Wednesday, August 29, 2007

Any "Pond" Will Do.

Okay ... now what?

The 750 gallon circular aquaculture tank and the assorted aquariums around it have become something of an oasis during the long drought this year. Last year as the pond dried up, I rescued tiny bluegills from the final pond puddle and set them up in the big tank to wait out the dry period. Minnows and aquatic plants went into various stray aquariums for the same reason. All of this is outside and not covered in any way.

A variety of animals have discovered these artificial water bodies and either moved in or dropped in for a drink. Even though rainfall has returned, the surrounding area is still pretty dry so the visitors keep coming. This weekend, it was the dragonflies who monopolized the "fake pond".

Resting up for the duet.

There was all kinds of aerial combat and courting going on over the tank and when I stuck my finger out, this little guy used it as an LZ.

Jigsaw puzzle?

The aquariums each have Gambusia minnows in them to prevent mosquito propagation and the top of each is covered in duckweed.
The duckweed covering did not seem to be an obstacle for the female dragonflies who were busy laying eggs in these tanks.

Laying eggs while flying ... queen of the multitaskers.

On a real pond, this is where many a dragonfly meets it's end. I don't fish freshwater much anymore, but I remember as a kid cleaning largemouth bass that were stuffed with dragonflies. At that time, I did not know that female dragonflies lay eggs this way, so I pictured my bass leaping out and catching them in midair, but now I know better.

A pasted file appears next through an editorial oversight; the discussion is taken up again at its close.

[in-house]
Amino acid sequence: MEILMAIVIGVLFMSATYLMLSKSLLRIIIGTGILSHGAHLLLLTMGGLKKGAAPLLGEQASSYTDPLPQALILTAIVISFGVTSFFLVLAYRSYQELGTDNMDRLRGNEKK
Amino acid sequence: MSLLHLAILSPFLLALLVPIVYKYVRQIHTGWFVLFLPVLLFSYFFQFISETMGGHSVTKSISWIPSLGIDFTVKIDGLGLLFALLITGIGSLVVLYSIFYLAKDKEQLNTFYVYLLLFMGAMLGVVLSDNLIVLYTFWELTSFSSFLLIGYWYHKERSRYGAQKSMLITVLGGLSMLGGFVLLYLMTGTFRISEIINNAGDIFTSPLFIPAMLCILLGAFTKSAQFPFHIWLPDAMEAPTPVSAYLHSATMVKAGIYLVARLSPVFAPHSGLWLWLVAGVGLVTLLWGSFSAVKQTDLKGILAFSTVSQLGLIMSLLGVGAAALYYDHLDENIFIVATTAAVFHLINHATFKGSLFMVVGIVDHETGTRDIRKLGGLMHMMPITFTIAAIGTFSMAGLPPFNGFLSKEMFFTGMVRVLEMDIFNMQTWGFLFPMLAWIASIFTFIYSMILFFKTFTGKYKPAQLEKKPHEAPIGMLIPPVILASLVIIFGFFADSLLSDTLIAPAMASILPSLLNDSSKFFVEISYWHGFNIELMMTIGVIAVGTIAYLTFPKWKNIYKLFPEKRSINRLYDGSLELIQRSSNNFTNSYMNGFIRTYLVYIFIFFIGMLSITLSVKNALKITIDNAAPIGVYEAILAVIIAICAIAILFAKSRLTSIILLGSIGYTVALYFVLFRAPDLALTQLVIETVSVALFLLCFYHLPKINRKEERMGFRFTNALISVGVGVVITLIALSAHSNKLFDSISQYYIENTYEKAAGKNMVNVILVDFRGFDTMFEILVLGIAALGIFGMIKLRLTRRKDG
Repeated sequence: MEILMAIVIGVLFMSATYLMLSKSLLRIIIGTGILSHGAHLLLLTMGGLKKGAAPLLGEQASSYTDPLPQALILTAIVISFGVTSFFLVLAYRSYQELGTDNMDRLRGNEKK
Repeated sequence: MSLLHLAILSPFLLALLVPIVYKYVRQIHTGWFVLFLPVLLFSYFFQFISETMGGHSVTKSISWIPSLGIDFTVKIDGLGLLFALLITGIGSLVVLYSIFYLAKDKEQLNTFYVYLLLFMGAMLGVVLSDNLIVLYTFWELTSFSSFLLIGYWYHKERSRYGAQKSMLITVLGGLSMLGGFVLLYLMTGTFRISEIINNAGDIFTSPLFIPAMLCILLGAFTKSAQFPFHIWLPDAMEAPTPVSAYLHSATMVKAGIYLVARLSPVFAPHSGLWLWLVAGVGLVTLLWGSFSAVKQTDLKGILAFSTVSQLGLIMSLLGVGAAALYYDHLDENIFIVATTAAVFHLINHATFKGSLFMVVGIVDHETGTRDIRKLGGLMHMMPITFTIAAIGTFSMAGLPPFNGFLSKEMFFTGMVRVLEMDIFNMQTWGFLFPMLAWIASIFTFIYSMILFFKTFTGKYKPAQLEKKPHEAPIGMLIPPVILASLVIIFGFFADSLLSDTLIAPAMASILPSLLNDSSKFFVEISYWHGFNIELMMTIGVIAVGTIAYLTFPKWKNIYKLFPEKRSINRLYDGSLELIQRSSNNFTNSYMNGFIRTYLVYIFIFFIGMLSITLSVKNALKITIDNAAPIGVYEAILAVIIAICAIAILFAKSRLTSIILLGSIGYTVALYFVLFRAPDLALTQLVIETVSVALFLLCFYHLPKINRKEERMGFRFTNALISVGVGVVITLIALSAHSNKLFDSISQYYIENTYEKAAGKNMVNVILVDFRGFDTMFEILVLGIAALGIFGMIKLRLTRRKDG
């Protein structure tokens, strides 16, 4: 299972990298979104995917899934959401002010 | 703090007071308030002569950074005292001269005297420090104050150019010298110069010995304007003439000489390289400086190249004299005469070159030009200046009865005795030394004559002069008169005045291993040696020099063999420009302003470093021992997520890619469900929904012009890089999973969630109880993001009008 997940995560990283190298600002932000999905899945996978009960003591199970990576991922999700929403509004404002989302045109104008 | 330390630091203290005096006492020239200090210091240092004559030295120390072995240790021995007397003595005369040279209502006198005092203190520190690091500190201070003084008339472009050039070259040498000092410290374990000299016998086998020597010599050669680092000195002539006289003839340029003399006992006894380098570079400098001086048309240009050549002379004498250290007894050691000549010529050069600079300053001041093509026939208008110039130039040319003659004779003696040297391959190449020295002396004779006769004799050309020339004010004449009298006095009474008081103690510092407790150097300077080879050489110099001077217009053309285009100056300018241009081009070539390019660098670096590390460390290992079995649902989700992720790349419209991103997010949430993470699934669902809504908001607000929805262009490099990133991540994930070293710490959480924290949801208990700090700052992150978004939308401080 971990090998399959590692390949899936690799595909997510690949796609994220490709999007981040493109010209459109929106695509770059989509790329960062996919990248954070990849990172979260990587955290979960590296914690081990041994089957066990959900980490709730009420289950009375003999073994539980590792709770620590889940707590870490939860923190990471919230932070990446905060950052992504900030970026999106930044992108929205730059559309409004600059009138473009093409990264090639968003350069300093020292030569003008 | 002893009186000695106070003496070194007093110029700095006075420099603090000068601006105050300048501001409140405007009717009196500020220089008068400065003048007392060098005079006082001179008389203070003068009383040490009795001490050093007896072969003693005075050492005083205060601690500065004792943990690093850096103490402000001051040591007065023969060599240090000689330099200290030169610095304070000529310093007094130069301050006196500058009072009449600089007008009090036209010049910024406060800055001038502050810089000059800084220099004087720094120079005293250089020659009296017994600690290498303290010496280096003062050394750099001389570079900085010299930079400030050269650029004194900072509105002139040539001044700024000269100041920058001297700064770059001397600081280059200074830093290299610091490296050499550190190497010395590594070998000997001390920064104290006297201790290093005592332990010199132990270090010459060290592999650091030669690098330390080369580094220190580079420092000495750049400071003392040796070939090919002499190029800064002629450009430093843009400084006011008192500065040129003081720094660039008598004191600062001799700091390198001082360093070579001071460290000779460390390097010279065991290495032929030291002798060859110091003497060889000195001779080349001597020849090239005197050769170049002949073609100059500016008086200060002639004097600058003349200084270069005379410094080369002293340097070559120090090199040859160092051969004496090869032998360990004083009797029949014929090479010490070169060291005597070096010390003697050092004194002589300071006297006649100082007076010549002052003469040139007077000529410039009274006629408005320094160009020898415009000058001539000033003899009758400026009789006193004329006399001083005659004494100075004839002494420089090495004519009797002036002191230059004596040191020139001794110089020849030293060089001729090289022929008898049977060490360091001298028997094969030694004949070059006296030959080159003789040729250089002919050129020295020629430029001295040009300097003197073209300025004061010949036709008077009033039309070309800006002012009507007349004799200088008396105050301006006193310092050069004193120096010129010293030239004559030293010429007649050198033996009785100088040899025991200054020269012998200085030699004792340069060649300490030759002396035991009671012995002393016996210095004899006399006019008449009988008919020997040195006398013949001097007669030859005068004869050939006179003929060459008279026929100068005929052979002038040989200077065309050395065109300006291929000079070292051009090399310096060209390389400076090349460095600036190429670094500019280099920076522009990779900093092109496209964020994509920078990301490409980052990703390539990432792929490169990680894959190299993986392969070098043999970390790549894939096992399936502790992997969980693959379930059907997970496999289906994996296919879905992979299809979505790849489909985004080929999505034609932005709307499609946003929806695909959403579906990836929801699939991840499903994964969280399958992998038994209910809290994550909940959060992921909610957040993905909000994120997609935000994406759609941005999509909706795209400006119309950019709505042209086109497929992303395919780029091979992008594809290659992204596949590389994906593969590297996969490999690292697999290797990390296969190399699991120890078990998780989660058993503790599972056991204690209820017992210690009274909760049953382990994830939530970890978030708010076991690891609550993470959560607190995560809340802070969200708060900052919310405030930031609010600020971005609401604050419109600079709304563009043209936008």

Other fish get them too. Not so long ago, I stood on a bridge and watched mudfish (bowfin) slurping dragonflies as they dipped their tails in the Waccasassa River.

Under the duckweed, in the shady dark, the young dragonfly nymphs will have to avoid the minnows while they are tiny.

If they do, after a few molts, the minnows will have to avoid the dragonfly nymph's deadly grasp.


Wren said...

My brain hurts - I've learned too much before my second cup of coffee :) Seriously, fascinating stuff. I take it the duckweed's intentional? What's its intended purpose?

lori said...

well i guess we never really get out of school. always learning.
love the education out side the
school. a lot more interesting
when we really don't even know
we are learning.
love your blog. and pictures are

threecollie said...

It always delights and amazes me how wild things find tame "ponds". Our little 300-gallon garden pond became an instant oasis for all kinds of wonderful wild things as soon as we filled it. Each year it gets better. This year we even have a baby cottonwood tree taking root in a pot of yellow wild iris.
Great photos BTW

Susan said...

Hi F.C., Sorry to notify you this way, but I couldn't find an e-mail address on your blog. Maybe it's just too early in the morning.

Anyway, I wanted to let you know that your blog will be one of 12 featured in an article I submitted to Florida Gardening magazine that will be published in their Oct/Nov issue. The issue should be available on super market shelves around September 15th, and will be received by subscribers shortly after that.

Most of the blogs chosen are predominantly garden blogs. I chose your blog because of the interesting, humorous and educational information you post on Florida wildlife, and because you write from the perspective of a native Floridian. I know that other folks will enjoy your blog as much as I do. Keep up the good work!

robin andrea said...